The family moved from New York to what was to be the family farm at Deer Island, Oregon, when Helen was a young girl, and she had many fond memories of growing up there, enjoying occasional trips back for a walk down memory lane, with her husband and children, and most recently as a surprise 85th birthday present with her son, Mike, and older sister, Florence.

In Helen’s early teens the family moved to The Dalles, where she worked as a waitress and came to meet the love of her life, Jim Carter, a recently discharged 18-year-old World War II veteran who had lied about his age at 15 to enlist in the Army, and who served three years in Germany. Soft-spoken, and slightly arrogant, Jim took a shine to the pretty young waitress, and she took an immediate dislike to the smart and flirtatious soldier! She told the story his buddy bet him that he couldn’t get a date with her, but he did, and five months later they were married. They celebrated 50 years of marriage in 1997.

Helen and Jim raised two sons, Michael and Gregory, and one daughter, Stephanie, while Helen continued to work as a waitress, then later a caregiver, and always as a Sunday School teacher. In 1987 the couple moved to Haines where Jim’s father had grown up, making their mark on the community they had joined, first resurrecting a little green house in “downtown” Haines, then building a new place in the foothills of the Elkhorn Mountains, on the road they named Deerhaven, for the multitude of mule deer on the property.

Helen lost Jim to cancer in May of 2000, but she stayed on the country place they built together until 2011 when she moved back into Haines city limits, and the place they had planned for “their old age.” She continued working as a caregiver for many years, her family often bragging about how “Mom is 86, and she takes care of old people!” She was a joyful sight around the community of Haines and Baker in her little red Ford Courier pickup. Friends and neighbors looked forward to her, and looked out for her!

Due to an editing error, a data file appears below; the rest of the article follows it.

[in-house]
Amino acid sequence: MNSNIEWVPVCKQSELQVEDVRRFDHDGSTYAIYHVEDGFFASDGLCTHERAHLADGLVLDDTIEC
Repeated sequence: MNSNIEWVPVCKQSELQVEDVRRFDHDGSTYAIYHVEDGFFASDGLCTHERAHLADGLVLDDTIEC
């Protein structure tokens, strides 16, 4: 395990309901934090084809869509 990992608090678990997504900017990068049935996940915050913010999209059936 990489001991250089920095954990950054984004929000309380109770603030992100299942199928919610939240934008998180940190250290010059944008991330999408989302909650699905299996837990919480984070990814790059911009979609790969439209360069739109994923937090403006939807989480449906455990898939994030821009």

Helen took joy in her family and friends, she loved animals, her church, and charities; she loved to give of herself and what resources she had, she was generous, loving, kind and dedicated.

Operation Smile was her most beloved charity, what better way to share her own smile, than to help a child! She loved baking sugar cookies at Christmas time, and opening her home to the local bachelor fellows for holiday meals. Her passions were gardening, playing guitar and singing, and loving the Lord.

She is home, her family said.

Helen is survived by her son, Michael Carter of Salem; her daughter, Stephanie Carter and her partner, Don Dodson of Haines; her brother, Bob Maxwell and his wife, Jean, of The Dalles; her sisters, Florence Roberson of Tigard and Sharon Holt of Palm Beach, California; her grandchildren, Christine, Blue, James, Aerie, Jennifer, Kymberly, Bradley and Daniel; and several great-grandchildren, nieces and nephews.

She was preceded in death by her father and mother, Lawrence and Helen (Socher) Maxwell; her husband, Jim Carter; her son, Gregory Carter; her brothers, Walt and Ed Maxwell; her sister, Carolyn Douthit; and her daughter-in-law, Mary Buff Carter.

To light a candle for Helen or to leave a condolence for her family, go to www.grays